Ever since Goods and Services Tax law was introduced, there have been lot of changes and amendments in ensuring that the law is addressing the concerns of all stakeholders. However, the understanding of basic concepts is essential as these have almost remained the same. In this article we will understand the key differences between Zero-rated supply and Nil rated supply
ZERO RATED SUPPLY
Section 16 of the IGST Act, 2017 identifies the following as zero-rated supplies:
- Export of goods or services or both
- Supplies to a unit situated in Special Economic Zone or a developer of Special Economic Zone
In addition to this, the provisions of Section 147 of CGST Act, 2017 deems the following supplies as ‘exports’ which mean these are also eligible for zero-rating:
- Supply of goods by a registered person against Advance Authorisation (AA)
- Supply of capital goods by the registered person against Export Promotion Capital Goods Authorisation (EPCG)
- Supply of goods by the registered person to Export Oriented Unit (EOU)/ Electronic Hardware Technology Park Unit (EHTP) / Software Technology Park Unit (STP) / Bio-Technology Park Unit (BTP)
- Supply of gold by Bank or Public Sector Undertaking against Advance Authorization
IGST Act applies to all inter-state supplies of goods or services or both. Inter-state supply has been defined under section 7 of the IGST Act to mean a supply of goods or services or both, where the location of the supplier and the place of supply are in two different states or Union Territories or a State and a Union Territory. Further Proviso to Section 8(1) and Section 8(2) of the IGST Act states that supply of goods or services to or by a Special Economic Zone developer or a Special Economic Zone unit shall not be treated as intra-state supply.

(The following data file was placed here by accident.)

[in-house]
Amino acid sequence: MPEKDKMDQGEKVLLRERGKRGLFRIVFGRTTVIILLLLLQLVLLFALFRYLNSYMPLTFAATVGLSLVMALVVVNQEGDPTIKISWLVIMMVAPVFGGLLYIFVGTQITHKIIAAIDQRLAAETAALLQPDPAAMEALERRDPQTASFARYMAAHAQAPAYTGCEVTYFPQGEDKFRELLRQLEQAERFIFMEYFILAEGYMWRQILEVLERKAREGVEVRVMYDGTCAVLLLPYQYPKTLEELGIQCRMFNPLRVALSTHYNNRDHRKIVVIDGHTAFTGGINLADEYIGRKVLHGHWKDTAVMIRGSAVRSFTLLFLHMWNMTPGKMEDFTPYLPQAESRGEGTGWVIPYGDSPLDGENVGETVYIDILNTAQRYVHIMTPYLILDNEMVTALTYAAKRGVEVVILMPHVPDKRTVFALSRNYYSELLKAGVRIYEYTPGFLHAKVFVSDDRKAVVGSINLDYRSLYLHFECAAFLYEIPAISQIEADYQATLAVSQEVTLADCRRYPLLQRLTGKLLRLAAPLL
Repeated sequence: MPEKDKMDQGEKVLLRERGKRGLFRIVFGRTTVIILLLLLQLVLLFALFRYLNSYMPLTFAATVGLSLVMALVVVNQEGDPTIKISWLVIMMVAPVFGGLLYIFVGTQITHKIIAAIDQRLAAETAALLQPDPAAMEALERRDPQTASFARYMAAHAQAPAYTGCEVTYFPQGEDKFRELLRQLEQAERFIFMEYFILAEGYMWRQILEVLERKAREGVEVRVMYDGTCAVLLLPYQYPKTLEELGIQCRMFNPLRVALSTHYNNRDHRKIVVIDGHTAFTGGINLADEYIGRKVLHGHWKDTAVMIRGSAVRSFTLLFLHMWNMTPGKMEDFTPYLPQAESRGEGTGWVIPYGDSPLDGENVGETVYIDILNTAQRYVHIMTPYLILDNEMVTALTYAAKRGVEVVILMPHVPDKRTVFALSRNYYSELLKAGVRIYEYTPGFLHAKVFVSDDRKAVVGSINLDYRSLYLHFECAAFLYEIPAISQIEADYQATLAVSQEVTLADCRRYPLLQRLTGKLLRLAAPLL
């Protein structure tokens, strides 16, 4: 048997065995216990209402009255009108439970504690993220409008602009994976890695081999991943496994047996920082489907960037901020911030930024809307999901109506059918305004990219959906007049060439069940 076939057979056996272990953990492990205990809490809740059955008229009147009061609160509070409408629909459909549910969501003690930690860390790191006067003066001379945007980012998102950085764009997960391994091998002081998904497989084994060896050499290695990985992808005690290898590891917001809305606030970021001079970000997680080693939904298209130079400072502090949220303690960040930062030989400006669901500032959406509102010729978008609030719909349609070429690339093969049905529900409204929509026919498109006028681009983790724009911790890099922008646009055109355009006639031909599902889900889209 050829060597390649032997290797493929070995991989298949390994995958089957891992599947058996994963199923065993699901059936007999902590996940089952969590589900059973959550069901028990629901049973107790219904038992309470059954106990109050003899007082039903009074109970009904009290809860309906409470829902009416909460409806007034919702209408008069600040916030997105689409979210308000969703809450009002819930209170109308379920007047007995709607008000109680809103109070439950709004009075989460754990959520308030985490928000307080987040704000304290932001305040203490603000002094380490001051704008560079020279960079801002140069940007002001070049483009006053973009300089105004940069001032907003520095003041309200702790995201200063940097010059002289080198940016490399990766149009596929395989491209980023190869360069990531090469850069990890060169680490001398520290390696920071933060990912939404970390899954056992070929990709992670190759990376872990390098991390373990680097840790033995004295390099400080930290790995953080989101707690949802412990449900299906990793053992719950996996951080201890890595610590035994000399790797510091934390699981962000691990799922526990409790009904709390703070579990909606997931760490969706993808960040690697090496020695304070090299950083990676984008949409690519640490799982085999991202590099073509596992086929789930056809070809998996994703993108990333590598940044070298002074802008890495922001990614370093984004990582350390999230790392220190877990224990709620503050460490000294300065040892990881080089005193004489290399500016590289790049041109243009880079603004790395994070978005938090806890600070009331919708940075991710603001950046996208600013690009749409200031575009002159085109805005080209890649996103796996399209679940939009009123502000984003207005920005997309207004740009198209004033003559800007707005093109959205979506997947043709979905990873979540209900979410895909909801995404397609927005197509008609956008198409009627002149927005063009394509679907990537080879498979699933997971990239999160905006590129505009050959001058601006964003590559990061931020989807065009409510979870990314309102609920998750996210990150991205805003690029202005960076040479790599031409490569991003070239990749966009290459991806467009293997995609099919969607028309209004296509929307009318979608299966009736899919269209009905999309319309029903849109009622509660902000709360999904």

There are two methods in which zero-rating can be applied:
- Supplier can execute a Bond/Letter of Undertaking as per Rule 96A of CGST Rules, 2017 and supply goods or services without payment of integrated tax; or
- The supplier has to pay the applicable integrated tax and claim such tax paid as refund subject to the provisions of Section 54 of CGST Act, 2017.
An important point to note is that option to execute bond or LUT is not applicable for supplies classified as deemed exports u/s 147. In such cases, either the supplier or the recipient, who has borne the tax incidence, must claim the refund of tax paid. Where the supplier is claiming the refund of such, the recipient cannot claim input tax benefit.
NIL RATED SUPPLY
‘Nil’ Rated supply means supplies that attract tax at ‘nil’ rate or ‘0 %’. As per Section 2(47) of the CGST Act, 2017, nil rated supplies fall within the scope of exempt supply. This is in contrast to the erstwhile provisions under the Central Excise Act, 1944 which deemed nil rated goods as taxable goods that are taxed at 0%; however the erstwhile CENVAT Credit Rules, 2004 deemed nil rated goods as exempt goods for the purpose of CENVAT Credit.
POINTS OF DIFFERENCE
So, what differentiates zero-rated and nil rated supplies?
- Zero-rated supplies will always be inter-state supplies, whereas nil rated supplies can be either intra-state or inter-state supplies
- Only exports, deemed exports and supplies to SEZ units / developers are treated as zero-rated supplies – All other supplies are treated as nil rated supplies if they are subject to 0% tax.
- For Nil rated supplies, no requirement to execute Bond or LUT whereas for zero-rated supplies, execution of LUT or Bond is an option if the supplier intends to supply without payment of tax.
- Nil rated supplies are treated as exempt supplies and therefore input tax credit cannot be taken for executing such supplies. Zero-rated supplies are treated as taxable supplies and hence are eligible for taking input tax credit on eligible inputs, input services and capital goods.
- Refund of accumulated input tax credit on eligible inputs, input services and capital goods can be claimed in case supplier executes zero-rated supplies whereas such an option is not available for nil rated supplies.
Note: The above post is a compilation of the relevant statutory provisions for the purpose of understanding and simplicity. Users must frequently check the CBIC portal for updates and the statutory position changes.
About the Author
Rajasekaran. KChartered Accountant in whole time practice. partner, Varun Agarwal & Associated, Chennai and Co-founder, PROCADEMY EDUVENTURES LLP